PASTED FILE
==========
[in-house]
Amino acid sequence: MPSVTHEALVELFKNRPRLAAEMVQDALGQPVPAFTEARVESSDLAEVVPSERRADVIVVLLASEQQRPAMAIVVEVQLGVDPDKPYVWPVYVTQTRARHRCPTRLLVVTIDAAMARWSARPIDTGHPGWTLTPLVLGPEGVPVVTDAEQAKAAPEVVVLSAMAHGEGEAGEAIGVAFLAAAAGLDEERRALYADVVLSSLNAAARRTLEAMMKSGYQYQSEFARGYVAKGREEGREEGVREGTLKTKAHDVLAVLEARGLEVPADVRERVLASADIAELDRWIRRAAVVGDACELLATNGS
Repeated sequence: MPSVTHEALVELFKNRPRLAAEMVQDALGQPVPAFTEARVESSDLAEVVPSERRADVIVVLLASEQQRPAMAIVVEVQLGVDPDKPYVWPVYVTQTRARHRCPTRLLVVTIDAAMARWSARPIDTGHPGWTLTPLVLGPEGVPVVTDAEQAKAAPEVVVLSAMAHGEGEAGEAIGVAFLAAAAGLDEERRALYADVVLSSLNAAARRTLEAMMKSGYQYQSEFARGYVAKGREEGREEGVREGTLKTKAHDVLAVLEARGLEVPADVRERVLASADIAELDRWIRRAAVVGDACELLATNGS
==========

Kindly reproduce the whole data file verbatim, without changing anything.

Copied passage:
[in-house]
Amino acid sequence: MPSVTHEALVELFKNRPRLAAEMVQDALGQPVPAFTEARVESSDLAEVVPSERRADVIVVLLASEQQRPAMAIVVEVQLGVDPDKPYVWPVYVTQTRARHRCPTRLLVVTIDAAMARWSARPIDTGHPGWTLTPLVLGPEGVPVVTDAEQAKAAPEVVVLSAMAHGEGEAGEAIGVAFLAAAAGLDEERRALYADVVLSSLNAAARRTLEAMMKSGYQYQSEFARGYVAKGREEGREEGVREGTLKTKAHDVLAVLEARGLEVPADVRERVLASADIAELDRWIRRAAVVGDACELLATNGS
Repeated sequence: MPSVTHEALVELFKNRPRLAAEMVQDALGQPVPAFTEARVESSDLAEVVPSERRADVIVVLLASEQQRPAMAIVVEVQLGVDPDKPYVWPVYVTQTRARHRCPTRLLVVTIDAAMARWSARPIDTGHPGWTLTPLVLGPEGVPVVTDAEQAKAAPEVVVLSAMAHGEGEAGEAIGVAFLAAAAGLDEERRALYADVVLSSLNAAARRTLEAMMKSGYQYQSEFARGYVAKGREEGREEGVREGTLKTKAHDVLAVLEARGLEVPADVRERVLASADIAELDRWIRRAAVVGDACELLATNGS